• Tideflat Mystery

    Open Farm 2013 Wrap Up

    May 31, 2013

    Thank you to everyone who turned out and made the last open farm day of 2013 a shucking good time! We really ‘got into the fat oysters’ on Saturday as an otherwise rainy Memorial Day weekend held back the tempest until the very end of the day for the folks who came out for a […]


    No idea what this is, but couldn’t resist picking it up. httpv://www.youtube.com/watch?v=-lIrVZifGwI Earlier this month we came across one of these worms for the first time ever out on the flats, and we tried to save it to photograph, but it crawled into a mass of mussel byssel threads and escaped. Apologies for the dishpan […]

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    January 8, 2010

    Another mystery from the deep. This one came in on a tub that had been soaking for several weeks at a negative tide level. It was purple and wide eyed, and it could suction itself to the bottom of a bucket like it wanted to stay there. We took pictures of its head. It had horns: […]

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    Species Sleuthing

    November 7, 2009

    About a year ago Nathan brought in this strange-looking crab. It was about the same size as a regular shore crab, but it had a much different shape and nobody had ever seen anything like it on the beach. After seeing a photo of a mottled-looking juvenile green crab at the recent Pacific Coast Shellfish […]


    Tube Worms

    October 8, 2009

    We’ve been wondering what these creatures are for quite some time, and we still don’t really have an answer. But we’re pretty sure they’re parchment tube worms… or at least that name makes the most sense to us. The mysterious tubes, and the animals that make them, prove once again that there’s always more to […]

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    Mystery creature identified! Sort of. According to Jeff at the Seattle Aquarium, it looks like the body of a sea whip, but it may also be the body of a sea pen. But because the thing reminded us of a bull whip, and we have little more to go on, we’re going to call it […]

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    Cousin Jesse pulled this thing up with his shrimp pot yesterday during the last day of the recreational shrimp season. It’s about 5 feet long, and is rigid at the base and flexible at the top, kind of like a bull whip. It’s slimy. It’s not vegetable, and it’s not man-made, and we have absolutely […]


    Mystery solved! To everyone except native Lilliwaupians the blood oyster is known as a rock oyster, or jingle shell. Officially, the animal is called Pododesmus cepio. Other names include Pacific jingle, blister shell, false jingle shell, green false jingle shell, and money shell. Another official name is Pododesmus macrochisma. The bivalve lives in the low […]


    Blood Oyster

    April 16, 2009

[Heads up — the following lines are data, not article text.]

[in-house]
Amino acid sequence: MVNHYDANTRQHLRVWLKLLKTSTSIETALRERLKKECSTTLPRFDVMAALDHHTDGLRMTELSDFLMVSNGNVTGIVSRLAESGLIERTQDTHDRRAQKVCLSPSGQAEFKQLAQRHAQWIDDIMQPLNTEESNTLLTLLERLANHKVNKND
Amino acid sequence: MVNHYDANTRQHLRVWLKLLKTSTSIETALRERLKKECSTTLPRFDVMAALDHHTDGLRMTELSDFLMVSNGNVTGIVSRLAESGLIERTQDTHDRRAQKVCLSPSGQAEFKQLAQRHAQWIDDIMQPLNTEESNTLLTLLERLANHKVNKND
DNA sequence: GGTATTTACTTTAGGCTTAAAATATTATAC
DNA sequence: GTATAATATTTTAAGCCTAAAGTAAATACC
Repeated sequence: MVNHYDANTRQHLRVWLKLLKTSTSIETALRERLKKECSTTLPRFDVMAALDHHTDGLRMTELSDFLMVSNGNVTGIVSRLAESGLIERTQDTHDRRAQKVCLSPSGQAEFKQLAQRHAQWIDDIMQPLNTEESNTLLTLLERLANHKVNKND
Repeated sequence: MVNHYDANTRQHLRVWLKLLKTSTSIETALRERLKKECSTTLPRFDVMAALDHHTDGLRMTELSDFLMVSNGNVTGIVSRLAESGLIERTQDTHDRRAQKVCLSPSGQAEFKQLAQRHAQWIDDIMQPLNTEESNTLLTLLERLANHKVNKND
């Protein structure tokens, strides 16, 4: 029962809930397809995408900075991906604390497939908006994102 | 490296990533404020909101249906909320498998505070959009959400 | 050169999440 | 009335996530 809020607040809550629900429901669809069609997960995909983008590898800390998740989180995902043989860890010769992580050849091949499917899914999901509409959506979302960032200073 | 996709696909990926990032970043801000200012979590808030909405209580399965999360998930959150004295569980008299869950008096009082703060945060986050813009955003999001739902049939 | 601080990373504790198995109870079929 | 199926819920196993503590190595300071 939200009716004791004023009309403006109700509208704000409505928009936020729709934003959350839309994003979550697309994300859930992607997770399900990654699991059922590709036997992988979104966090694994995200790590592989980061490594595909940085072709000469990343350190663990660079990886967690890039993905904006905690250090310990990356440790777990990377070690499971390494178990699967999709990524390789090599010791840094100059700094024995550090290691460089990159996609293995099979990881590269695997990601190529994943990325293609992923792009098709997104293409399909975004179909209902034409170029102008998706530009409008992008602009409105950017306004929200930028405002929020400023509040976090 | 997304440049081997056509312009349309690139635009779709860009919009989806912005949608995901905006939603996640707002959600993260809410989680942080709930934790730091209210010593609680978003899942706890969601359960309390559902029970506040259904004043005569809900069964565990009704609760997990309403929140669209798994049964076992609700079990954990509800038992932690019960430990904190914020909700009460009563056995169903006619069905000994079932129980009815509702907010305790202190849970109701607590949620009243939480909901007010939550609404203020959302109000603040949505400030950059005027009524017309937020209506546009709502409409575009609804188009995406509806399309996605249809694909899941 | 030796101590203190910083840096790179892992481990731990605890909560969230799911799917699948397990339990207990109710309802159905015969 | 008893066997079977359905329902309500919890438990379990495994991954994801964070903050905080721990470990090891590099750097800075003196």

We don’t know what this is. And neither did these three graybeards, who between them have nearly a century and a half of experience in the Hood Canal oyster industry: Nathan is the only one who wasn’t shocked at the bright red bivalve. He said that they grow way out deep and called them “blood […]


    Nathan has converted a spare saltwater tank into a temporary fish shelter where we can store bullheads, eels, and other creatures that accidentally get swept up off the beach with the oyster tubs. The other day he found this amazing orange fish. And while this fish is indeed wild, it’s definitely not a bullhead. In […]


    Spotted Ratfish

    October 30, 2008

    The ratfish is a ridiculous creature. It has the body of a shark, the tail of a rat, the eyes of a lemur, and the face of a rabbit. We found a sorry looking specimen out on the tideflats a couple of nights ago. It was alive, but not at all lively. Ratfish don’t have […]


    The tideflats are full of life… much of it too small to notice. This little guy had lots of personality but didn’t photograph well. Even in person it was hard to tell what was going on. How many legs does it have? Or are those antennae? Could it be a molted hermit crab? The flatfish […]


    Drill Snails

    May 16, 2008

    Mystery solved! And it wasn’t actually that great a mystery. The egg cases below were laid by a drill snail, a voracious oyster predator. The beautiful orange drill snail in the middle of the photo is native to the Pacific Northwest… the two drab-looking snails on either side of it are non-native Japanese drill snails. […]

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    Sand Dollars Revisited

    May 12, 2008

    Pictured here is the Eccentric Sand Dollar, Dendraster excentricus, also known as the Pacific or West Coast sand dollar. The name ‘eccentric’ sounds intriguing…and makes you want to hang out with the scientist who came up with it…until you learn that it just refers to the fact that these little guys have an ‘off-center’ pattern. […]


    Strange Rubbery Things

    April 25, 2008

    Does anybody know what these are?